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Wiring Experts Brookings SD

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Perry Electric
(605) 692-6495
100 Main Avenue South
Brookings, SD
Services
Air Conditioning Contractors, Heating Contractors, Electric Contractors Residential, Ice Makers Wholesale & Manufacturers
Products
Professionals, Commercial - Residential

Perry Electric Air Conditioning & Heating Inc
(605) 692-6495
100 Main Avenue
Brookings, SD
 
Brookings Electric Construction
(605) 693-4818
Brookings, SD
 
Service Electric Inc
(605) 692-2432
202 6th Street
Brookings, SD
 
Perry Electric A C Heating
(605) 690-6495
100 Main Avenue
Brookings, SD
 
Tschetter Electric Inc
(605) 697-5251
1827 22nd Avenue
Brookings, SD
 
Knoll Electric
(605) 692-3610
510 8th Street Street South Suite 63
Brookings, SD
 
Clites Electric Construction Inc
(605) 697-6838
400 32nd Avenue
Brookings, SD
 
Midstate Cabling
(605) 693-6724
1727 58th Avenue
Brookings, SD
 
Swedes Electric
(605) 693-4594
21551 467th Avenue
Volga, SD
 

Adding a ground to your outlets


Your house has old wiring, and your outlets don't have the third slot for the ground prong. What can you do? How do you go about adding a ground wire or ground connection to your outlets?

First, why have a ground? The ground wire was added for personal protection. Appliances that have the third prong for the ground, have a portion of the equipment, or casing connected to that ground prong. Then if there are any wires inside the appliance that get loose, and make contact with the casing, the current will flow through the ground wire, instead of you. Without the ground connection, you may well be the best or only path to ground, and you can receive a shock.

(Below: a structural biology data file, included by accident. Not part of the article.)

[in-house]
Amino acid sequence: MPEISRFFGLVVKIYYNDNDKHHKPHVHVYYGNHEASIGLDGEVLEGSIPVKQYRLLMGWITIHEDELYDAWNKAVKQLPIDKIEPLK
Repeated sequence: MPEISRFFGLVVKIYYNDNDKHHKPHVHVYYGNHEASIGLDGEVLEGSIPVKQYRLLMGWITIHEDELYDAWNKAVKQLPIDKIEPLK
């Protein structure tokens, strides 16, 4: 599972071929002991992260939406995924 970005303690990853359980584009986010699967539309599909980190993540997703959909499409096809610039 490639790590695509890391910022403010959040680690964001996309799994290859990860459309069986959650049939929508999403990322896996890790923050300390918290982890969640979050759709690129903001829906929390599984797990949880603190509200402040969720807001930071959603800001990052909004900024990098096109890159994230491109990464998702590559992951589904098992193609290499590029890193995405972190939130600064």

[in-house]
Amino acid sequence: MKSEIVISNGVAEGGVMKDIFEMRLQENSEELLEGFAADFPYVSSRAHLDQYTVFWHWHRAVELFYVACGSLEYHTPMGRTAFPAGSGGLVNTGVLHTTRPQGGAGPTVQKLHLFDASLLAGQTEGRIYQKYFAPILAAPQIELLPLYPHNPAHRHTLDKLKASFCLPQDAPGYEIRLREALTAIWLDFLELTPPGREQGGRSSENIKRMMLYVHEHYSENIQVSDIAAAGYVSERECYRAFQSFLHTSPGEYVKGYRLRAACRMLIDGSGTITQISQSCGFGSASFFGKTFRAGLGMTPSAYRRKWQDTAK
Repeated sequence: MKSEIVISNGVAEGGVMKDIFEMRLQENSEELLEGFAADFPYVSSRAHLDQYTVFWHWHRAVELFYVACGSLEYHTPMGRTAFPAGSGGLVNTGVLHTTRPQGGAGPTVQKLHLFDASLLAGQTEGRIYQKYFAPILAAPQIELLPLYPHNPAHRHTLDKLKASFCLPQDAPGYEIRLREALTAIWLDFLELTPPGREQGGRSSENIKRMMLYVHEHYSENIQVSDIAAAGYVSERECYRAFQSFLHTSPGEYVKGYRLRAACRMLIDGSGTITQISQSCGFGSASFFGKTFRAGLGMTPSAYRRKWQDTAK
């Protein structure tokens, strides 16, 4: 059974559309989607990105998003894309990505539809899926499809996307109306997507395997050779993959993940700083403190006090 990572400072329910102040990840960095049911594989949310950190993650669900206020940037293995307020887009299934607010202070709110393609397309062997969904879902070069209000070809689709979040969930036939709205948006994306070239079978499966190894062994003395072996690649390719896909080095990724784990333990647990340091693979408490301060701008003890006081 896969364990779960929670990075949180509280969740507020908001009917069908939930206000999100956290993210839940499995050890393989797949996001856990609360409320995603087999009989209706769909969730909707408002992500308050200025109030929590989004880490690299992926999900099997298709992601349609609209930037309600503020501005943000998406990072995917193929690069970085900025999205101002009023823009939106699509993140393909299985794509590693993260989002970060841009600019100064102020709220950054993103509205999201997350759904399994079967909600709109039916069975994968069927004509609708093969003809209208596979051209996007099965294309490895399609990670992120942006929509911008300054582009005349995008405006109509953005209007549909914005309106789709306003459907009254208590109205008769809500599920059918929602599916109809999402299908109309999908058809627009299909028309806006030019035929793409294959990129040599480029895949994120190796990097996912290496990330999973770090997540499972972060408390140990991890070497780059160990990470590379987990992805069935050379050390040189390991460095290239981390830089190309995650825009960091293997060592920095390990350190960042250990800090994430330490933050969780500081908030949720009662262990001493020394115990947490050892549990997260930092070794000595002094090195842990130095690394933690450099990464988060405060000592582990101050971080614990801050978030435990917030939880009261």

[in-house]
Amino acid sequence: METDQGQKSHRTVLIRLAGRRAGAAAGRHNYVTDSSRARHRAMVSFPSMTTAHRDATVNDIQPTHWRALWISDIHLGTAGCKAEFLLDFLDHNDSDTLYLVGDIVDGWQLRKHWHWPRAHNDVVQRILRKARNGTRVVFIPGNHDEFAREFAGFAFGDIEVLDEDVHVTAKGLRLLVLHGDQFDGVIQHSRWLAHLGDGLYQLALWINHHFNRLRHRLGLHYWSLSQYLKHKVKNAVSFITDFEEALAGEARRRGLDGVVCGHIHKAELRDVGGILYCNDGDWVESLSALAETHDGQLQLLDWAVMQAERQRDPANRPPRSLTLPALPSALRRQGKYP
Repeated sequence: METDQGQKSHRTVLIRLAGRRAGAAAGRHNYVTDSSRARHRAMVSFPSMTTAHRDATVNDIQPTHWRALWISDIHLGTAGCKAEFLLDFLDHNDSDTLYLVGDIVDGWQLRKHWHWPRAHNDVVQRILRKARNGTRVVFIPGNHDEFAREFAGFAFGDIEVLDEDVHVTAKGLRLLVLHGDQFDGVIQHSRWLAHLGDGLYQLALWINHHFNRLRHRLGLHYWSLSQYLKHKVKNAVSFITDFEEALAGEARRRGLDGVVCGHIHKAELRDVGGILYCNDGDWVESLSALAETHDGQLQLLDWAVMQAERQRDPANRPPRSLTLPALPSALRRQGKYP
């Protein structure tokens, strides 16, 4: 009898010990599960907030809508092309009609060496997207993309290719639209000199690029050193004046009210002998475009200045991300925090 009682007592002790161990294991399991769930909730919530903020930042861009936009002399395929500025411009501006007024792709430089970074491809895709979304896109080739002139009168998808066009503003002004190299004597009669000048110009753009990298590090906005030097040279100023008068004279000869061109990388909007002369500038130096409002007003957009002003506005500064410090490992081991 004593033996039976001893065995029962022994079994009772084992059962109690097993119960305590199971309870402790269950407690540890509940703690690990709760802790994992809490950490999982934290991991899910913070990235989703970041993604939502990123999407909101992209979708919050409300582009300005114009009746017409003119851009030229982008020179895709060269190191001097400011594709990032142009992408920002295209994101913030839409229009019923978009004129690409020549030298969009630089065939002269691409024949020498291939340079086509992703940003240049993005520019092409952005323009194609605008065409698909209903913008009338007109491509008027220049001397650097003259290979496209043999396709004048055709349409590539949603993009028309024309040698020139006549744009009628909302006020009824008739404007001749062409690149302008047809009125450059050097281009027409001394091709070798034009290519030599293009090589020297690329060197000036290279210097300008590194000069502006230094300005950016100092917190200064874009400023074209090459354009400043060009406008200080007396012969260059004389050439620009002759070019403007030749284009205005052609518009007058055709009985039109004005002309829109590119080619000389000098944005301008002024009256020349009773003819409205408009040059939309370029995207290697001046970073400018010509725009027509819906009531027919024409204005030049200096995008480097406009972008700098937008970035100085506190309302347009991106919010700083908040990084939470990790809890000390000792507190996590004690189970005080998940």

So, for your protection, it is a good thing to have grounded outlets where ever you use anything that comes with the ground prong.

Older wiring didn't have the ground.. as the years went by, standards changed, and while it is not usually required to upgrade your house, it is still a good idea. As with all wiring, make sure you are only working on dead, de-energized circuits. Check with your local building inspector to determine if any permits are required or inspections.

Well, perhaps the best way, if access allows, new wire can be run that has a ground. At the entrance box (where your fuses or breakers are), the ground wire will attach to the grounding bar, which in many cases is the same as, or connected to, the neutral bar. Then, in your outlets, the ground wire can be attached to the green ground screw of the new grounded receptacles.

Some homes without the ground wire, may be wired with BX or armored cable. This is the cable with the flexible metal casing around the wire. If this is the supply to your outlets, and it runs from your metal boxes all the way to your entrance box (where your fuses are), you are in luck. The outer casing of this wire can serve as the ground. For you to use this as the ground, your entrance box should be connected to ground (it usually is) and the BX cable connected to metal receptacle boxes in your walls. You should test this first be verifying that the voltage between the hot lead and the box is 110 V. The new grounded outlets should be wired from the green ground screw to a screw into the metal receptacle box.

Perhaps one of the cheapest and simplest ways to address this is by using a ground fault interrupter or GFI also known as a GFCI outlet. This is a good choice for many hard to re-wire cases. Instead of running a ground wire, or connecting a ground connection to the outlet, you will rely on the GFI function to provide the personal protection. It is not the same thing, but for most instances it is better. A GFI breaker or outlet will trip when there is not the same amount of current flowing in both electrical lines. So, if there is a loose wire, and some of the current starts to travel into the casing (toward you), it will trip and stop all current flow. Better than just letting it travel to...

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